Ghana's 'Super Soldiers' Wouldn't Win A High School Halloween Costume Contest

The whole spectacle is both pitifully bad and bizarrely interesting. 

Youtube Screencap

In what really was a sad display, the 38th annual Technology Exhibition in the Ghanian capital of Accra included marching super soldiers wearing exoskeletons backed up by a huge armored personnel carrier...thing. The display was meant to showcase local high-tech achievements, but it was really a costume party more than anything else orchestrated largely but a single company known for highly dubious military “inventions.” 

The spray-painted motorcycle helmet wearing soldiers had laughably clunky assault rifle turret contraptions attached to their backs, cannons on their arms, and 'armor' panels with tubes running to their exoskeleton suits that supposedly lied beneath. Well, that clearly wasn't the case even at first glance. As the soldiers waddled slowly forward, it became clear that one of the fake hydraulic tubes had broken loose from the leg of one of the costumes, making the whole affair not even meet a low-tier Borg cosplay outfit at a small market Trek convention.

The 'APC' was bad too. It's ungainly, has a civilian-like hobbled-together interior, and is equipped with a few cameras, some sort of weapons turret, a 'laser range finder,' and there are a bunch of smoke grenade launchers tacked onto it. The platform that the APC shell is built on looks like some sort of hodge-podge of commercial parts.

Listen, the whole thing is really embarrassing and at the same time, in some ways outright amazing. The idea that it is 2019, yet a spectacle this bad could be accepted as credible, is mesmerizing. 

It certainly says something about the man behind these creations, The Apostle Dr. Kwadwo Safo Kantanka, founder of both the Kantanka Group of Companies and his Pentecostal Church, the Kristo Asafo Mission of Ghana. A 2016 Jalopnik profile on Katanka and his automotive interests, which is worth reading in full, makes it clear that its unclear why and when he dubbed himself an apostle or started referring to himself as a “doctor.”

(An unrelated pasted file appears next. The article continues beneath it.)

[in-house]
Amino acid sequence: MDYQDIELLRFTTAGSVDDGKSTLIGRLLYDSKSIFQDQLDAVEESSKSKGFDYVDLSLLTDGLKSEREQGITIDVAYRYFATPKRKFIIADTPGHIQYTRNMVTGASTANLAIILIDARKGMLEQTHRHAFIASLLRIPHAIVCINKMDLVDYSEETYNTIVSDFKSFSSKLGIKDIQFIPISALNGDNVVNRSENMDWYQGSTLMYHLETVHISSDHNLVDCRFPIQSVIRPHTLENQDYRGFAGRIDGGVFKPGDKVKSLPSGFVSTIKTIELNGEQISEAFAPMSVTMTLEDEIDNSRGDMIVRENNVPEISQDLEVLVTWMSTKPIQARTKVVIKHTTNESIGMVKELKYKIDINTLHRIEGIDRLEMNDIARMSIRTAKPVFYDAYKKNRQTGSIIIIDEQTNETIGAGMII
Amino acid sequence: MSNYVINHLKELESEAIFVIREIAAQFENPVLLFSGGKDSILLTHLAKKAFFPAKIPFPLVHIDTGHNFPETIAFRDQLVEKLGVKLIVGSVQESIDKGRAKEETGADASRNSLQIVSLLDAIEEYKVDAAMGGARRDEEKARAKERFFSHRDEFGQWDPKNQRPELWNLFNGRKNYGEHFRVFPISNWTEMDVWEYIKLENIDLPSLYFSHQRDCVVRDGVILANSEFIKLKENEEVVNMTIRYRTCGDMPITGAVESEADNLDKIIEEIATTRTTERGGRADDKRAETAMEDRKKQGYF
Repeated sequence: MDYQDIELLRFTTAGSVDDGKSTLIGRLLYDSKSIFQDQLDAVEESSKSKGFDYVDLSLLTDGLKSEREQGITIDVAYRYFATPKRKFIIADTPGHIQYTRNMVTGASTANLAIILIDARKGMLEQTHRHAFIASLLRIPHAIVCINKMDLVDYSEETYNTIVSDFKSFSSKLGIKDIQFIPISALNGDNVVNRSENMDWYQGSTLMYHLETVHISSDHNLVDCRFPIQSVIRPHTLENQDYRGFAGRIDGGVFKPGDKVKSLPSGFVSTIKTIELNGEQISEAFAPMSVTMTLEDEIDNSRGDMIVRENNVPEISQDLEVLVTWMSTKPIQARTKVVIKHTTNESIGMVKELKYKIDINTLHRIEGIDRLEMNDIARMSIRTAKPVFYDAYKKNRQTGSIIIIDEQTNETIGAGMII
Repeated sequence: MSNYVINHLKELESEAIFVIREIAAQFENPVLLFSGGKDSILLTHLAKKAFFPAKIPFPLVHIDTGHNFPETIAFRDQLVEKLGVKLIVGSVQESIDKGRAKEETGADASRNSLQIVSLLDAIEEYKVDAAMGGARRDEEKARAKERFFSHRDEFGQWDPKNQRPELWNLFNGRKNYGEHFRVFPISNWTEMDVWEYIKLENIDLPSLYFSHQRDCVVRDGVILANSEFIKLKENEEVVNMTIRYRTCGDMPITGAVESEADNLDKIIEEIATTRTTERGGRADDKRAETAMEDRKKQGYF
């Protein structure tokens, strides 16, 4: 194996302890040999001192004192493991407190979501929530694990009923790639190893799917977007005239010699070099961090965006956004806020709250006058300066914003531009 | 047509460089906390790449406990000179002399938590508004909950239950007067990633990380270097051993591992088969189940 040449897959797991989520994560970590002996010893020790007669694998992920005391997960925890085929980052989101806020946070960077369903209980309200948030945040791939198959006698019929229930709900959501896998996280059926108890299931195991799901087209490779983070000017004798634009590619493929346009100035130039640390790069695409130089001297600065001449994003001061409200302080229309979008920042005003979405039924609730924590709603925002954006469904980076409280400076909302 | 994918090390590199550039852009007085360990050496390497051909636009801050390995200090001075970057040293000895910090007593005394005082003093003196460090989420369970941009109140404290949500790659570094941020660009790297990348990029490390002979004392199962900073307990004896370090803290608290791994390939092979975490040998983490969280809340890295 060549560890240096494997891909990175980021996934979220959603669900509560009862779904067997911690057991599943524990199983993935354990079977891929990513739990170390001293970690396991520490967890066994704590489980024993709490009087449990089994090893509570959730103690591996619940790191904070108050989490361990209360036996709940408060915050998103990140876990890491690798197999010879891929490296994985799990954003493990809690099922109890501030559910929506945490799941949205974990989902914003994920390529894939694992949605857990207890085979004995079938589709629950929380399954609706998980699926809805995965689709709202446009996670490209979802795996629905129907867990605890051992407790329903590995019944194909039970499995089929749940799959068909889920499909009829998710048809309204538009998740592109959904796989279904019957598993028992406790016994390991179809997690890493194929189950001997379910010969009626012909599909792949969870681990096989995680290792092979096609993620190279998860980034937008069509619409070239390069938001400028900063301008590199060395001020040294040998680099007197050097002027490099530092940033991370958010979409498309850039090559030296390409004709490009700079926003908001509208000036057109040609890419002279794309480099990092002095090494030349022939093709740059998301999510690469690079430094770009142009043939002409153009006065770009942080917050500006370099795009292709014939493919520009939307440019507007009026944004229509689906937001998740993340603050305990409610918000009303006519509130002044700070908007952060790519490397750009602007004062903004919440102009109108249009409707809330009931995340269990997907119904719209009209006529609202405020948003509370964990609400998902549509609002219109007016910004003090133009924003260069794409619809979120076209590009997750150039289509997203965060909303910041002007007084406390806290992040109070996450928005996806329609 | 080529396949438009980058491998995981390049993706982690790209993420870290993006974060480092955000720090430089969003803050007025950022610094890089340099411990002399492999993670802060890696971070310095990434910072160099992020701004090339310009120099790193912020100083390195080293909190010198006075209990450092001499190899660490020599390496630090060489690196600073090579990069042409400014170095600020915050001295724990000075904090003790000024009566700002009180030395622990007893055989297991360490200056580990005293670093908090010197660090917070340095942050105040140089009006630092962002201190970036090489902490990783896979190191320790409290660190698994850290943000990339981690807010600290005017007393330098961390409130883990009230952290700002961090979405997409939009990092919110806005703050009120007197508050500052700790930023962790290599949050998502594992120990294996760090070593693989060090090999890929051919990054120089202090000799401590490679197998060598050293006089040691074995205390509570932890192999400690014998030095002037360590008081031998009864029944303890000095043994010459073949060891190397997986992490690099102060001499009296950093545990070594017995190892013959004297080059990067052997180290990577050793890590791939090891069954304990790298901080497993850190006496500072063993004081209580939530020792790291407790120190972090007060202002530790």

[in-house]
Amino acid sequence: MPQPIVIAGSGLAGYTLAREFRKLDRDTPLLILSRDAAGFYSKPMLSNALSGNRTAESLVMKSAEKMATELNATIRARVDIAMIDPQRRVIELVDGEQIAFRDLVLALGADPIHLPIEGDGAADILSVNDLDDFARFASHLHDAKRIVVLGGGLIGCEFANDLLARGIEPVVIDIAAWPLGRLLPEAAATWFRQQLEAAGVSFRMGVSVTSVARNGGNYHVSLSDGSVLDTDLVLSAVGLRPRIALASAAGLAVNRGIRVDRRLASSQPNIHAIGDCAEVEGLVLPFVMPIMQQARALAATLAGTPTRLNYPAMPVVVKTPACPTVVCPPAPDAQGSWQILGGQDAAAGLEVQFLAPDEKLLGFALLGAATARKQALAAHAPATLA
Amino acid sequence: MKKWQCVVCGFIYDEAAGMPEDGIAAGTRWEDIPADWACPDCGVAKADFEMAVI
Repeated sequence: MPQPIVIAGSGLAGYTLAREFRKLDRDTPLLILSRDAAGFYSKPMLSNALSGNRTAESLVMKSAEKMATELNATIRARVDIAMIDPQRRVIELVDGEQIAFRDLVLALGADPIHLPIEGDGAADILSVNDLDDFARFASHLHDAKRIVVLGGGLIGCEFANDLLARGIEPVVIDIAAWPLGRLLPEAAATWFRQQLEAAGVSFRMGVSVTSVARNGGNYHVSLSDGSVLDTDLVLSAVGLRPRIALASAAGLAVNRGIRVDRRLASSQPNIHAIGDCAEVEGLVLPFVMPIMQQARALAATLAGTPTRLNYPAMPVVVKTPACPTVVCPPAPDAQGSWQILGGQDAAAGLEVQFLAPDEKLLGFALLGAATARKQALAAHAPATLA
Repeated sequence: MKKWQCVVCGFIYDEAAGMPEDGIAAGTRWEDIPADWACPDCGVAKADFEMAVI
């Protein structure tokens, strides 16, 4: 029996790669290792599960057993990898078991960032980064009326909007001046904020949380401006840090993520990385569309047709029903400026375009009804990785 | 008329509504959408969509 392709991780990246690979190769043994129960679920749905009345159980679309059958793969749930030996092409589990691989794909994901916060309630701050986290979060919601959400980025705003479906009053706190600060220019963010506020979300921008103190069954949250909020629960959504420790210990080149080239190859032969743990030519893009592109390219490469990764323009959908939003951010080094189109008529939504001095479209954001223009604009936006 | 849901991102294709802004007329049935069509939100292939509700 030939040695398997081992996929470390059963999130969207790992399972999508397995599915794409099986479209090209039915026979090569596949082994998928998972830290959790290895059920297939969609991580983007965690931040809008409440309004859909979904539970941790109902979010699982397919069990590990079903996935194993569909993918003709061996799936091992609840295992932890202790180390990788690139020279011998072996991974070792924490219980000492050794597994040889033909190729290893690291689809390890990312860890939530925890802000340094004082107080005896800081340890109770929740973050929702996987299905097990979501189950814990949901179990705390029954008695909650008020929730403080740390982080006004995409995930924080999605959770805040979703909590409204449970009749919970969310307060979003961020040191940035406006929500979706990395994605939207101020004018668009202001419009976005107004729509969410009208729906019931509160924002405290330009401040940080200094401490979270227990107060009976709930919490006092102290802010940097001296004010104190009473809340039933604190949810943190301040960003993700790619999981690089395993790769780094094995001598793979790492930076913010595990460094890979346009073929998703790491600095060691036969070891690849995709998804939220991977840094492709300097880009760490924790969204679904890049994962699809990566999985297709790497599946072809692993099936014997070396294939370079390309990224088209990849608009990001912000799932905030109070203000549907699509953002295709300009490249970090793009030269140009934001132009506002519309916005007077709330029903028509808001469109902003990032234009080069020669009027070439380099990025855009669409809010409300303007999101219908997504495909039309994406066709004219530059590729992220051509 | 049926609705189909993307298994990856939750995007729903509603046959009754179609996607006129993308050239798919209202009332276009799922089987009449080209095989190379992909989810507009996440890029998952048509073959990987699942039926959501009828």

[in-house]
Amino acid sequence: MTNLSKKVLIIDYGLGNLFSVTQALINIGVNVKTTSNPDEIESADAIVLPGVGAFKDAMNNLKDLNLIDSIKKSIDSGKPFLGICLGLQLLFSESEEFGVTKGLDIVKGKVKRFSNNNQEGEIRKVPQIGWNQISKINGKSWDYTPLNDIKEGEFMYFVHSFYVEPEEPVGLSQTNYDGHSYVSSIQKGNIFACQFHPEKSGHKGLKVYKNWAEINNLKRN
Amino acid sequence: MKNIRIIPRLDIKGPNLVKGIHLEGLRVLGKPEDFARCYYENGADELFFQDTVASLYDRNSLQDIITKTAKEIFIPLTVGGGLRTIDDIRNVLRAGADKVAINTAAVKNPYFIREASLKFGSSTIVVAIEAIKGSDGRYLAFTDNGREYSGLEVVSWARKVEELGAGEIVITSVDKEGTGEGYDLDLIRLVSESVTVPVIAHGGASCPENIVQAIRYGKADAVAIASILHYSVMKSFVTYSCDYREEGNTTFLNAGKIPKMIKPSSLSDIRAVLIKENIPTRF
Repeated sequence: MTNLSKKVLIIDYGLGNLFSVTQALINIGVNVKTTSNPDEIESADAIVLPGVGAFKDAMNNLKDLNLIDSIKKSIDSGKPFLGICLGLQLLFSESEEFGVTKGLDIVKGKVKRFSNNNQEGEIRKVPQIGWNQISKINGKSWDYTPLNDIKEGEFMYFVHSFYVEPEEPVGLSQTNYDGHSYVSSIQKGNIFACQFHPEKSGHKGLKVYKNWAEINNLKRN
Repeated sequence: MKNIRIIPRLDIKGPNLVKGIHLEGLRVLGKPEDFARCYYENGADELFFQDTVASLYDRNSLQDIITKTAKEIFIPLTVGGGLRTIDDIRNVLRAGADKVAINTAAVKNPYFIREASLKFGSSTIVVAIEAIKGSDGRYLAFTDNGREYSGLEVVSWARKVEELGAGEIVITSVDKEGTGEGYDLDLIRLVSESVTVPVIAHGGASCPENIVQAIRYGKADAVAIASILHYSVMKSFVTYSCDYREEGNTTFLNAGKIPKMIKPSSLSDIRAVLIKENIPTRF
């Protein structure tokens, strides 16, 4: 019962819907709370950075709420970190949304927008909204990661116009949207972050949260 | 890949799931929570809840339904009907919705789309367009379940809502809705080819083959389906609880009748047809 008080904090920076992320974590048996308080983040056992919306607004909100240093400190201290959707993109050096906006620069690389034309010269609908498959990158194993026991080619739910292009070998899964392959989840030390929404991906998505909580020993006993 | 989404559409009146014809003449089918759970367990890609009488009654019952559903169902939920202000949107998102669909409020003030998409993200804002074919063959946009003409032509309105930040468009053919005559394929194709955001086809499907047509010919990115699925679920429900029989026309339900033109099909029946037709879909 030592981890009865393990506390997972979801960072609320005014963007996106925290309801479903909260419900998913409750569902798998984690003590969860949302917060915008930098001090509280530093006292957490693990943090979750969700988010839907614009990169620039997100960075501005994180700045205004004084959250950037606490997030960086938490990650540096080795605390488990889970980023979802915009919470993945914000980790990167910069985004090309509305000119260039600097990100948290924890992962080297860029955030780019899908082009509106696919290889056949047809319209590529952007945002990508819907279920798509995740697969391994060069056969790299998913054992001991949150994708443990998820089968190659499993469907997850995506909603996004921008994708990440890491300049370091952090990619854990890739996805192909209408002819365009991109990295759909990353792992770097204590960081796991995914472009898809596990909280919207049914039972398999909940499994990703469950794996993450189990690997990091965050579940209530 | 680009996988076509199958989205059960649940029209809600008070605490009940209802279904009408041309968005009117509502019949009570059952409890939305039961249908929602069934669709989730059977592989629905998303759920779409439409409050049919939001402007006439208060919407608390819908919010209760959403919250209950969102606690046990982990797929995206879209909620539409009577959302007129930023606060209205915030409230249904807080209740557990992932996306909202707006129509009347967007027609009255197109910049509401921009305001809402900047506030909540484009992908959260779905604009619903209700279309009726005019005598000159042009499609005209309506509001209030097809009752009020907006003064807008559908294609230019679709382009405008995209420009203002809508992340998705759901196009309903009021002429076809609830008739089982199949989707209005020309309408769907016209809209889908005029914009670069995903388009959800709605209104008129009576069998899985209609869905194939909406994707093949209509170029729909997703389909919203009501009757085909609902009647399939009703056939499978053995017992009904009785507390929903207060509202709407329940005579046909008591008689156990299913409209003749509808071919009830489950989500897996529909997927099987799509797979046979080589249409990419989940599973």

Jalopnik’s particular interest in the Kantanka Automobile Company, which Kwadwo Safo Jr. is CEO of, was centered on its claims to sell cars that were both designed for and made in Ghana. Neither of these things turned out to be true.

The cars come from a Chinese manufacturer in knock-down kits that Kantanka simply assembles in the country. Kantanka Automobile’s website incredulously claims to be “Africa’s No. 1 Choice Automaker.”

In addition to the automotive arm, Kantanka Group has a long history of producing similar military “innovations,” including a wooden “attack helicopter” and something that defies description and has features that appear ripped from an airplane and a trailer-mounted anti-aircraft gun. Even the vehicles that look more realistic in their basic design have obviously fake weapons and other “advanced” features. 

What is clear is that Kantanka, as well as his well-to-do family, have a significant base of support, which is bolstered by an organic media outlet, Kantanka Newsroom. After the debacle at Technology Exhibition in Accra, Nana Safo, likely another one of Katanka’s sons, went so far as to write a scathing hit piece on a local blogger for even asking questions about the systems' viability titled “Ghanaians Shame Blogger JB Klutse over His 5 Stupid Questions About Kantanka’s Exoskeleton.”

So yeah, the whole thing is an oddly fascinating disaster. 

Contact the authors: tyler@thedrive.com and jtrevithickpr@gmail.com